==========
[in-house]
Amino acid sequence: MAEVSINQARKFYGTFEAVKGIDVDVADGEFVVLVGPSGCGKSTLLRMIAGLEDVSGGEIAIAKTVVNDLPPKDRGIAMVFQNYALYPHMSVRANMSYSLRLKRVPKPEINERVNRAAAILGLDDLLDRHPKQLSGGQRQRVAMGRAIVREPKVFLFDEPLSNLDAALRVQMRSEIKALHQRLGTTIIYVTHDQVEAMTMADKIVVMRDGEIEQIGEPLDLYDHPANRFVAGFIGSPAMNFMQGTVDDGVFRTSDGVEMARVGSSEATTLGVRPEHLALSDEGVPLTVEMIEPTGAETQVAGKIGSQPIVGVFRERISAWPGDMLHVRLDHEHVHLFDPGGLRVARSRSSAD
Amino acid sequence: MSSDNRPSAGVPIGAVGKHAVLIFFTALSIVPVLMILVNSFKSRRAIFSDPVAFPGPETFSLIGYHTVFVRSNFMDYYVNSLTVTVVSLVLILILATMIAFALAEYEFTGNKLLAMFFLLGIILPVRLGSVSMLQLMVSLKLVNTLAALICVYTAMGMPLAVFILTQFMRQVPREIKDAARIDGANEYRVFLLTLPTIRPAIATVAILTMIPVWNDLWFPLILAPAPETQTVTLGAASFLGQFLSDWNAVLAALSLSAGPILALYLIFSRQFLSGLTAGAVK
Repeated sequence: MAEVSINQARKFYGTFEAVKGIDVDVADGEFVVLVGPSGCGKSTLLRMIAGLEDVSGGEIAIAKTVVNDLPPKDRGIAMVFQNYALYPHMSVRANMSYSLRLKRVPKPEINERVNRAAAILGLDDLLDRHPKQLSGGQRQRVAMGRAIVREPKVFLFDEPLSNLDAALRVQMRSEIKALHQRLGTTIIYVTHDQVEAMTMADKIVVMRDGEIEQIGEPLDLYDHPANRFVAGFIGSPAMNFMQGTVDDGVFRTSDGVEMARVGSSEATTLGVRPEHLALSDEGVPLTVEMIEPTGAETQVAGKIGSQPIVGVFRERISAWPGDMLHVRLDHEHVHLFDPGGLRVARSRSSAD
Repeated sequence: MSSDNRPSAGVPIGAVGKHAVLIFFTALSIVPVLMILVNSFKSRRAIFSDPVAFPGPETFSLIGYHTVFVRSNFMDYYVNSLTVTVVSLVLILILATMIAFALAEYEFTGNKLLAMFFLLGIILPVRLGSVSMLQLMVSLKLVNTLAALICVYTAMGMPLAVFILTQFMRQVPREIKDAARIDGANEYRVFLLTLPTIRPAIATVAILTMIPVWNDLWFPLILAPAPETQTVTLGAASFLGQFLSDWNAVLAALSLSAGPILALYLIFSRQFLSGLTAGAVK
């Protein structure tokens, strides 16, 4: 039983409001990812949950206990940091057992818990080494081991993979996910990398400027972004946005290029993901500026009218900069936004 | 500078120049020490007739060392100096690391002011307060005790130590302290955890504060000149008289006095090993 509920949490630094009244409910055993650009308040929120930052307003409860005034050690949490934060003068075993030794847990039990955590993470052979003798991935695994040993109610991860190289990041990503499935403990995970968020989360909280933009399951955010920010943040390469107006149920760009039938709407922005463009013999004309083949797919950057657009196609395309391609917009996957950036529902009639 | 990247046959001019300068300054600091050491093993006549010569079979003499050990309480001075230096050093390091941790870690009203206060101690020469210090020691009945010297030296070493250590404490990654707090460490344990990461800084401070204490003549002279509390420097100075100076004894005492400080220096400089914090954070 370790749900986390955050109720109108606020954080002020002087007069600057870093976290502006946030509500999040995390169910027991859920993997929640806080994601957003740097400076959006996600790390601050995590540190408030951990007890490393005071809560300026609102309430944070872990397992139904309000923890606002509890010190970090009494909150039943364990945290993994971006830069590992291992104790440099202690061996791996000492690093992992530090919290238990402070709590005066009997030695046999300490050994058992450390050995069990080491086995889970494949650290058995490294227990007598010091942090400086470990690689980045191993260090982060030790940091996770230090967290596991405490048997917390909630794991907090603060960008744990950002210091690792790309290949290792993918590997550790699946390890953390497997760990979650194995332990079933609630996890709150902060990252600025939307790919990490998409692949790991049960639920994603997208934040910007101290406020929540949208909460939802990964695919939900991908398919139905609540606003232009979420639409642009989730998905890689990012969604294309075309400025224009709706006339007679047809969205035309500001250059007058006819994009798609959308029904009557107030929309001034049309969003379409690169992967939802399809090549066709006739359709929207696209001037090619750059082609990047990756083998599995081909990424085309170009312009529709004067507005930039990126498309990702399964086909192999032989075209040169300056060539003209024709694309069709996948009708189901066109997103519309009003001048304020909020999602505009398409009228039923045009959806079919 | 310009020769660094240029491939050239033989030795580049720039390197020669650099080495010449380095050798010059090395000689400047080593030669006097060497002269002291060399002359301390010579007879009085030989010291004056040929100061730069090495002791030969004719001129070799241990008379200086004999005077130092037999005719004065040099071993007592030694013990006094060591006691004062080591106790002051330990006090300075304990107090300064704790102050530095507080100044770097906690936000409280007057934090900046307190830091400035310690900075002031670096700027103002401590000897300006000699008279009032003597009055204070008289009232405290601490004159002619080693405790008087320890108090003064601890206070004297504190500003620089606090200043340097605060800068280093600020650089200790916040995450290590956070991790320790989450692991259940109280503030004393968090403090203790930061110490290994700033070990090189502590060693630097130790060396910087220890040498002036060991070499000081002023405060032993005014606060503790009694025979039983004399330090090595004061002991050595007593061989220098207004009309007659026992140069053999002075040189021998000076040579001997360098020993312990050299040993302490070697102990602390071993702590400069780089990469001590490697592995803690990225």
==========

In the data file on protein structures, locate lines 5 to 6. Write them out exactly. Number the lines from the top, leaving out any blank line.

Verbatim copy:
Repeated sequence: MSSDNRPSAGVPIGAVGKHAVLIFFTALSIVPVLMILVNSFKSRRAIFSDPVAFPGPETFSLIGYHTVFVRSNFMDYYVNSLTVTVVSLVLILILATMIAFALAEYEFTGNKLLAMFFLLGIILPVRLGSVSMLQLMVSLKLVNTLAALICVYTAMGMPLAVFILTQFMRQVPREIKDAARIDGANEYRVFLLTLPTIRPAIATVAILTMIPVWNDLWFPLILAPAPETQTVTLGAASFLGQFLSDWNAVLAALSLSAGPILALYLIFSRQFLSGLTAGAVK
């Protein structure tokens, strides 16, 4: 039983409001990812949950206990940091057992818990080494081991993979996910990398400027972004946005290029993901500026009218900069936004 | 500078120049020490007739060392100096690391002011307060005790130590302290955890504060000149008289006095090993 509920949490630094009244409910055993650009308040929120930052307003409860005034050690949490934060003068075993030794847990039990955590993470052979003798991935695994040993109610991860190289990041990503499935403990995970968020989360909280933009399951955010920010943040390469107006149920760009039938709407922005463009013999004309083949797919950057657009196609395309391609917009996957950036529902009639 | 990247046959001019300068300054600091050491093993006549010569079979003499050990309480001075230096050093390091941790870690009203206060101690020469210090020691009945010297030296070493250590404490990654707090460490344990990461800084401070204490003549002279509390420097100075100076004894005492400080220096400089914090954070 370790749900986390955050109720109108606020954080002020002087007069600057870093976290502006946030509500999040995390169910027991859920993997929640806080994601957003740097400076959006996600790390601050995590540190408030951990007890490393005071809560300026609102309430944070872990397992139904309000923890606002509890010190970090009494909150039943364990945290993994971006830069590992291992104790440099202690061996791996000492690093992992530090919290238990402070709590005066009997030695046999300490050994058992450390050995069990080491086995889970494949650290058995490294227990007598010091942090400086470990690689980045191993260090982060030790940091996770230090967290596991405490048997917390909630794991907090603060960008744990950002210091690792790309290949290792993918590997550790699946390890953390497997760990979650194995332990079933609630996890709150902060990252600025939307790919990490998409692949790991049960639920994603997208934040910007101290406020929540949208909460939802990964695919939900991908398919139905609540606003232009979420639409642009989730998905890689990012969604294309075309400025224009709706006339007679047809969205035309500001250059007058006819994009798609959308029904009557107030929309001034049309969003379409690169992967939802399809090549066709006739359709929207696209001037090619750059082609990047990756083998599995081909990424085309170009312009529709004067507005930039990126498309990702399964086909192999032989075209040169300056060539003209024709694309069709996948009708189901066109997103519309009003001048304020909020999602505009398409009228039923045009959806079919 | 310009020769660094240029491939050239033989030795580049720039390197020669650099080495010449380095050798010059090395000689400047080593030669006097060497002269002291060399002359301390010579007879009085030989010291004056040929100061730069090495002791030969004719001129070799241990008379200086004999005077130092037999005719004065040099071993007592030694013990006094060591006691004062080591106790002051330990006090300075304990107090300064704790102050530095507080100044770097906690936000409280007057934090900046307190830091400035310690900075002031670096700027103002401590000897300006000699008279009032003597009055204070008289009232405290601490004159002619080693405790008087320890108090003064601890206070004297504190500003620089606090200043340097605060800068280093600020650089200790916040995450290590956070991790320790989450692991259940109280503030004393968090403090203790930061110490290994700033070990090189502590060693630097130790060396910087220890040498002036060991070499000081002023405060032993005014606060503790009694025979039983004399330090090595004061002991050595007593061989220098207004009309007659026992140069053999002075040189021998000076040579001997360098020993312990050299040993302490070697102990602390071993702590400069780089990469001590490697592995803690990225």